Manager HR creates new columns in each spreadsheet every quarter, by copying the formulae from the previous quarter. Some error crept in while copying for the first manager, and got replicated for all. Instead of adding monthly VP earned, say for a quarter ending 31st March 20XX, as J+F+M (Jan, Feb & March), it was taken as 3J+2F+M, resulting in substantially higher VP for each manager. Since numbers were confidential to finance function, amounts were released as advised by HR. On subsequent analysis, as VP for the quarter was much higher, when actually sales were down when compared with the previous quarter, error in the formulae came to light. Of course certain corrective actions were taken to see that this type of error not recur, but it took some time to adjust the excess VP released, through future earnings.
Many small and medium organizations use spreadsheet for computing their employee payroll. I consider it a risk, and advise them to deploy suitable payroll software. Ofcourse spreadsheets are ideal for tasks like financial planning and projections. But I have seen some managers who believe that spreadsheets are good enough to meet all their computing needs. I call them Spreadsheet Managers. Where spreadsheets are in use for recurring activities, I recommend measures to ensure that outputs are free from errors on a consistent basis. Revalidating the formulae used, creating templates, freezing the formulae, storing them and drawing from them every time the sheet is required is one of the methods.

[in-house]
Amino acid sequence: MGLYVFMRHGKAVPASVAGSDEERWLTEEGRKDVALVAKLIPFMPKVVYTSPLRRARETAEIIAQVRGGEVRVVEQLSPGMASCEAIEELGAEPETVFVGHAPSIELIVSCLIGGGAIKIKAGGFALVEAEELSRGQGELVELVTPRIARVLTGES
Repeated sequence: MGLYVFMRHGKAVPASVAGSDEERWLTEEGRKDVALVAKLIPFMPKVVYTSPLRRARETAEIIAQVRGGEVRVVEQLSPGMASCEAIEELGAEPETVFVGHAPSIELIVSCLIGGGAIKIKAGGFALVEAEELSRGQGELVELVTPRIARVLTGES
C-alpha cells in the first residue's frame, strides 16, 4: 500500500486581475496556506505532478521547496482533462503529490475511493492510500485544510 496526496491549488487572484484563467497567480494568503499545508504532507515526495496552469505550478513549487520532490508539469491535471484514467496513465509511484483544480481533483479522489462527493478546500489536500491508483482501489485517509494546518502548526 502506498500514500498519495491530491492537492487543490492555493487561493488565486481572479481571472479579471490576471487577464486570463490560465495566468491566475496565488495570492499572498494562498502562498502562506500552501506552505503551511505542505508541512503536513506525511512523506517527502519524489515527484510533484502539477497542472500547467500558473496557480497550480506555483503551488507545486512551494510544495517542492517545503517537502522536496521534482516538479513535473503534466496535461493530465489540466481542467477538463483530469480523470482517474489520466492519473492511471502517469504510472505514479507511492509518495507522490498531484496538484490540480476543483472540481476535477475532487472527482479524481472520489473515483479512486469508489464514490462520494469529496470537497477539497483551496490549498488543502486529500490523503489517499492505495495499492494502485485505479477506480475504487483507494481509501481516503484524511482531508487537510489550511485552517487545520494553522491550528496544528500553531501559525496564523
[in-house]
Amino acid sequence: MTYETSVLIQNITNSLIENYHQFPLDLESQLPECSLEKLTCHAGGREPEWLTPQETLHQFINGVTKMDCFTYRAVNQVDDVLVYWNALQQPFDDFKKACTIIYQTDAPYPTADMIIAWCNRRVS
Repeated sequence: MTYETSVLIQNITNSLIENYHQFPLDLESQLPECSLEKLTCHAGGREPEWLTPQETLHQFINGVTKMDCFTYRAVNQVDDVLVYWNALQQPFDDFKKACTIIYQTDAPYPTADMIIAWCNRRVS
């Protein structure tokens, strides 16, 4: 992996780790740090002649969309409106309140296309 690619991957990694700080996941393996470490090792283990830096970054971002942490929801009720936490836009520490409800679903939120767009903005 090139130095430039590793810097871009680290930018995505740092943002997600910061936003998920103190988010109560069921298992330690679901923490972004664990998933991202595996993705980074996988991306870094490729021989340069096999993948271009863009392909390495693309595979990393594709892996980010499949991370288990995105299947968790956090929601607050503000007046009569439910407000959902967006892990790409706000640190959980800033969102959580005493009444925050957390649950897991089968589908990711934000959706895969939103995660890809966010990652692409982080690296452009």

For more articles from me, please read my book “Translating Operations into Money” a collection of my actual work experiences over 3+ decades, narrated as business case studies. The book is available for online purchase at Amazon. Please visit www.operationstomoney.com to know about the book.
Thank you for your attention.